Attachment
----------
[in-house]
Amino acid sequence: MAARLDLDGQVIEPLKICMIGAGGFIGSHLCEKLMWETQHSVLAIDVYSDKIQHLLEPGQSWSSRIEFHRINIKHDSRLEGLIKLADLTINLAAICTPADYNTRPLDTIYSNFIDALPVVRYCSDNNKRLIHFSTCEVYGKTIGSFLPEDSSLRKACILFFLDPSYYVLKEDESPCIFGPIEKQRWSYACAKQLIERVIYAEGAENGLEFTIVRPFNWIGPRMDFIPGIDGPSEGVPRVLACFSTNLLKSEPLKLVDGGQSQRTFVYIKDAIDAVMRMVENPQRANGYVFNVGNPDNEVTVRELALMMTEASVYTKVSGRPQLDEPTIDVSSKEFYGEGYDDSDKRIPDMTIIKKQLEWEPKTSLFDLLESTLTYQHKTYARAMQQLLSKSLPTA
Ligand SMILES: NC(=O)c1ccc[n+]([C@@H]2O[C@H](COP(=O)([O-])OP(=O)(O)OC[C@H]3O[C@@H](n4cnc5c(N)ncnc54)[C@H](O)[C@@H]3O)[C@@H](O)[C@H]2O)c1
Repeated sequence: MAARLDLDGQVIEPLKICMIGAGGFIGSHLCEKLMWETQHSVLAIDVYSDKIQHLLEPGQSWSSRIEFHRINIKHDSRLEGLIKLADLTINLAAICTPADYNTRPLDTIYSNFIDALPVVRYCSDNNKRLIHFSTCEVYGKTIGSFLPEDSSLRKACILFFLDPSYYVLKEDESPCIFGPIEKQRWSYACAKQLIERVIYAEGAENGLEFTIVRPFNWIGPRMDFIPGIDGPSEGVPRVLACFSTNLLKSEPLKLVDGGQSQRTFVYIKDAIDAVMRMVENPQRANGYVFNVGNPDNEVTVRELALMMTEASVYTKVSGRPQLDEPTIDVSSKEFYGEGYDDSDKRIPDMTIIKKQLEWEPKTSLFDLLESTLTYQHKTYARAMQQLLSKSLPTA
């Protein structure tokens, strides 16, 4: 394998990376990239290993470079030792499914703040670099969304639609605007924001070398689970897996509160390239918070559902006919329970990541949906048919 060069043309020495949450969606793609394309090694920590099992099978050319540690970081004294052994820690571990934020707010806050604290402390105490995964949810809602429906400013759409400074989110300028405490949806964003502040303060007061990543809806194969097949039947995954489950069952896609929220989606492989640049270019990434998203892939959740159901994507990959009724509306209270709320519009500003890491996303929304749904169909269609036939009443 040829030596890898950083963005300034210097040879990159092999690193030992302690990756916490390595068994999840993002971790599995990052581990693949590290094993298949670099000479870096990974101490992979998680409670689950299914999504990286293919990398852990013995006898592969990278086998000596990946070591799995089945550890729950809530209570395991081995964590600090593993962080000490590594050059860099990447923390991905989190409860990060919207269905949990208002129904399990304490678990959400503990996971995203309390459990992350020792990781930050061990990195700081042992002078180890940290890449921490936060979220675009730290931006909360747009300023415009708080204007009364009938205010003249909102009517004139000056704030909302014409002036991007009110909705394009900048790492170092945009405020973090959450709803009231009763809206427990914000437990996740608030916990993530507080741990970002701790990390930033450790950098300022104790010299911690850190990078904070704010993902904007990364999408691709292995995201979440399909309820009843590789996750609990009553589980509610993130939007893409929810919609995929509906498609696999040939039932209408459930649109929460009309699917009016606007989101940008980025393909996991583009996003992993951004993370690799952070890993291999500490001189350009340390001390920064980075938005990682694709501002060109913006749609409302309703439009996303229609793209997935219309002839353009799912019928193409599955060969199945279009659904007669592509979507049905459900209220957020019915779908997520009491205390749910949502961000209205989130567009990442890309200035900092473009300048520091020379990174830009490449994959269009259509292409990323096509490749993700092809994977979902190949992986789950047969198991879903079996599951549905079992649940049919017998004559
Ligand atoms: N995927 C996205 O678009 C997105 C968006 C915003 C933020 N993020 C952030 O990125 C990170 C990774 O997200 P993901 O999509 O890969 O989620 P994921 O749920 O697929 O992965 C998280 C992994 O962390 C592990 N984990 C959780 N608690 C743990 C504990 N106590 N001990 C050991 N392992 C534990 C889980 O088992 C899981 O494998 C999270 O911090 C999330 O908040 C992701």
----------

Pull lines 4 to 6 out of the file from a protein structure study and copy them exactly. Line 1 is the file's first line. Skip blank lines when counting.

Repeated sequence: MAARLDLDGQVIEPLKICMIGAGGFIGSHLCEKLMWETQHSVLAIDVYSDKIQHLLEPGQSWSSRIEFHRINIKHDSRLEGLIKLADLTINLAAICTPADYNTRPLDTIYSNFIDALPVVRYCSDNNKRLIHFSTCEVYGKTIGSFLPEDSSLRKACILFFLDPSYYVLKEDESPCIFGPIEKQRWSYACAKQLIERVIYAEGAENGLEFTIVRPFNWIGPRMDFIPGIDGPSEGVPRVLACFSTNLLKSEPLKLVDGGQSQRTFVYIKDAIDAVMRMVENPQRANGYVFNVGNPDNEVTVRELALMMTEASVYTKVSGRPQLDEPTIDVSSKEFYGEGYDDSDKRIPDMTIIKKQLEWEPKTSLFDLLESTLTYQHKTYARAMQQLLSKSLPTA
């Protein structure tokens, strides 16, 4: 394998990376990239290993470079030792499914703040670099969304639609605007924001070398689970897996509160390239918070559902006919329970990541949906048919 060069043309020495949450969606793609394309090694920590099992099978050319540690970081004294052994820690571990934020707010806050604290402390105490995964949810809602429906400013759409400074989110300028405490949806964003502040303060007061990543809806194969097949039947995954489950069952896609929220989606492989640049270019990434998203892939959740159901994507990959009724509306209270709320519009500003890491996303929304749904169909269609036939009443 040829030596890898950083963005300034210097040879990159092999690193030992302690990756916490390595068994999840993002971790599995990052581990693949590290094993298949670099000479870096990974101490992979998680409670689950299914999504990286293919990398852990013995006898592969990278086998000596990946070591799995089945550890729950809530209570395991081995964590600090593993962080000490590594050059860099990447923390991905989190409860990060919207269905949990208002129904399990304490678990959400503990996971995203309390459990992350020792990781930050061990990195700081042992002078180890940290890449921490936060979220675009730290931006909360747009300023415009708080204007009364009938205010003249909102009517004139000056704030909302014409002036991007009110909705394009900048790492170092945009405020973090959450709803009231009763809206427990914000437990996740608030916990993530507080741990970002701790990390930033450790950098300022104790010299911690850190990078904070704010993902904007990364999408691709292995995201979440399909309820009843590789996750609990009553589980509610993130939007893409929810919609995929509906498609696999040939039932209408459930649109929460009309699917009016606007989101940008980025393909996991583009996003992993951004993370690799952070890993291999500490001189350009340390001390920064980075938005990682694709501002060109913006749609409302309703439009996303229609793209997935219309002839353009799912019928193409599955060969199945279009659904007669592509979507049905459900209220957020019915779908997520009491205390749910949502961000209205989130567009990442890309200035900092473009300048520091020379990174830009490449994959269009259509292409990323096509490749993700092809994977979902190949992986789950047969198991879903079996599951549905079992649940049919017998004559
Ligand atoms: N995927 C996205 O678009 C997105 C968006 C915003 C933020 N993020 C952030 O990125 C990170 C990774 O997200 P993901 O999509 O890969 O989620 P994921 O749920 O697929 O992965 C998280 C992994 O962390 C592990 N984990 C959780 N608690 C743990 C504990 N106590 N001990 C050991 N392992 C534990 C889980 O088992 C899981 O494998 C999270 O911090 C999330 O908040 C992701």